I always pay close attention to your experiences with PHD2. As mentioned, I have struggled with guiding. It is helpful to read your(and others) observations and experience with PHD2 and what settings they were using. I wish there was one universal combination of settings in PHD2 that would work in all conditions, but that probably unlikely. It helpful thou to read what settings are working for other AP mount owners that I can try with my own setup, at least as a starting point. I just saved a note with the settings Brian Valente posted earlier and intend to give those a try once I get everything setup.
 
 
I have a couple of questions if you don’t mind.
 
  1. I can balance the scope at the begging of the night close to my last focus position, but as soon as I run auto focus obviously the moment arm will change somewhat. Where I image, it is not uncommon to see a 10°F change in temperature during a given imaging session. I refocus ever 1.5° change in temperature.  To avoid the static friction issue on the DEC axis, is it necessary to rebalance during an imaging session or are the changes to the moment arm due to refocusing insufficient to cause the static friction issue you discussed? In other words, how much out of balance can be tolerated due to refocusing before we should be concerned about static friction?
 
  1. Kind of unrelated question, but how do you determine what your Seeing is during an imaging session? Are you just using the FWHM as reported by your imaging software or do you have another method of determine what the seeing is on a giving night? Based on what your report regarding the impact Seeing has on guiding, it would be good to have a easy way to determine what the Seeing conditions are for a given night so we can adjust our guiding expectations accordingly. I know there are Sky Quality Meters as well as Clear Sky Charts online. I was just curious if you use one of these tools to determine your seeing or if you have another method. Probably a stupid question, but hey I am still learning…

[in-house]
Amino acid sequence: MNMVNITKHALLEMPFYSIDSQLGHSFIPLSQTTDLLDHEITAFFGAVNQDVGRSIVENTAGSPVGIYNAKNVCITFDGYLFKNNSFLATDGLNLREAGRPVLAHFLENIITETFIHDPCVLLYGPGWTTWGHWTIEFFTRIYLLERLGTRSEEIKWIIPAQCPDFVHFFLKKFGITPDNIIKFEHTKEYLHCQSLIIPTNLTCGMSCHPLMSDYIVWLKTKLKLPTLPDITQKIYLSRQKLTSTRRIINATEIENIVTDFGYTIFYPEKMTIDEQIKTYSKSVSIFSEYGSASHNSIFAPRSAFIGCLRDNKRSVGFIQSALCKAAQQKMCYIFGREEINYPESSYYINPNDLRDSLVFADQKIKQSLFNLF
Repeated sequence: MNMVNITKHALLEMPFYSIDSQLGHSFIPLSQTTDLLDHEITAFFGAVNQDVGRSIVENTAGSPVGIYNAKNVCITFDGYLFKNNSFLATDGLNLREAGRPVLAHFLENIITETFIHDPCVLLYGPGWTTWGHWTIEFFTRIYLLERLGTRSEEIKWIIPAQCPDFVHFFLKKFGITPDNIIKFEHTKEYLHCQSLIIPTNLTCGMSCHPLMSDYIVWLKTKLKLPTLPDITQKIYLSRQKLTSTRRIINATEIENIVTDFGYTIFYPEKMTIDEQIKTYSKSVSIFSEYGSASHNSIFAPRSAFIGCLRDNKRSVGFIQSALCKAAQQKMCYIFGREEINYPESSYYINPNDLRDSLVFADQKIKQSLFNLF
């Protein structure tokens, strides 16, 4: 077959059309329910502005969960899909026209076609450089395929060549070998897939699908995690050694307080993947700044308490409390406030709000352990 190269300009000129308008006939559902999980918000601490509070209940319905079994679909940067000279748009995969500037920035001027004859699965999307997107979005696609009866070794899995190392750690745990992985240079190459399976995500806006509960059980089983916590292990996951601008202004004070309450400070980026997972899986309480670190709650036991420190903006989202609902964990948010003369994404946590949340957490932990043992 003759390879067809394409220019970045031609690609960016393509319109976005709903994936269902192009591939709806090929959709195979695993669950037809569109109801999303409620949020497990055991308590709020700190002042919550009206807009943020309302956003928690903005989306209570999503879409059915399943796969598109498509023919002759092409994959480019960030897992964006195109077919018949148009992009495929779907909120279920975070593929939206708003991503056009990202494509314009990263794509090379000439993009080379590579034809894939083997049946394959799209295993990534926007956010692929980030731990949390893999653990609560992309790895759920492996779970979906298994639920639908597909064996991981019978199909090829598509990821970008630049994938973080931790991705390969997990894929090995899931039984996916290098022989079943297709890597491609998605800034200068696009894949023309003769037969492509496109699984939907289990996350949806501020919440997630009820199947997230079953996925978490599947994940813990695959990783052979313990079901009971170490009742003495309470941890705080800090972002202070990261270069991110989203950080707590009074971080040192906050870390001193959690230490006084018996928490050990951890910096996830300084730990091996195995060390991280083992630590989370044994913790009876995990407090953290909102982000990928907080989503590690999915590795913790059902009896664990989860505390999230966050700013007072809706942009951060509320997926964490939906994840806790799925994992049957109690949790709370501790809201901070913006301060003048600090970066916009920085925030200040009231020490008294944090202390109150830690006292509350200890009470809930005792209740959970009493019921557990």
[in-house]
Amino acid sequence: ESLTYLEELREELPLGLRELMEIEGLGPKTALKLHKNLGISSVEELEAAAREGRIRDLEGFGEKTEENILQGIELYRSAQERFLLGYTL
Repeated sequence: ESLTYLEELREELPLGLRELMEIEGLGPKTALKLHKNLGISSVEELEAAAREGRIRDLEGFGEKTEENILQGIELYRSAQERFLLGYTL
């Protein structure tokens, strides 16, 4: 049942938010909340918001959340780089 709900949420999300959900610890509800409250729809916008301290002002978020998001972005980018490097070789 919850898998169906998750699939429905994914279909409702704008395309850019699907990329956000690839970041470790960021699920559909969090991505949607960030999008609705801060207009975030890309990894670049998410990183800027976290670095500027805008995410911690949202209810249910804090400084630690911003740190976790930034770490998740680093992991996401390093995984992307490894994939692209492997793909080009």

Clear Skies,
Andrew J

--
Roland Christen
Astro-Physics


 

Hi Pete

there is a doc PHD offers on best practices:

One other thing I'd suggest is doing a baseline guiding setup, which can be done by following this doc (this is what we use in the PHD support forums) - this is a more recent best practice we recommend in addition to the above doc:


This starts with entering appropriate equipment settings and using default algorithms, and then using the built-in guiding assistant will get you a solid starting point and avoid common mistakes that can happen when transitioning between mounts. 

better behaved mounts can perform better (i.e., reduce seeing related noise) with longer exposures, but of course ymmv

ae vs non ae mounts are very different in terms of guiding, so they really are two different approaches. 


hth

Brian


On Mon, Aug 2, 2021 at 10:58 AM Pete Mumbower <pmumbower@...> wrote:
I agree lots to learn for the for the newer mount owners coming from "non-premium" mounts. I know there is tons of nuggets of info on best practices for both AE and non-AE 1100/1600 mounts with PHD around. But does anyone have a best practices collection? For myself coming from a CGE-Pro, I was so use to 2s PHD exposures. Last night I switched to 4s for the heck of it and the RMS improved noticeably. I need to remember my non-AE 1100GTO behaves totally different. I also need to go out and balance both axis as Rolando suggested a couple days ago.



--
Brian 



Brian Valente


Pete Mumbower
 

Thanks for the links for the docs Brian. I will go thru those to see if anything has changed in recent years. I have used PHD for the last 10yrs (I think) but I am always learning new things. More just trying to undo how I use to think with my Celestron mount and trust that the A-P can handle longer guide exposures to smooth our seeing noise. Heck I just love the next non-existent backlash in the DEC!

Sorry to the OP, not trying to hijack the thread. I will start a new post if I feel the need for one.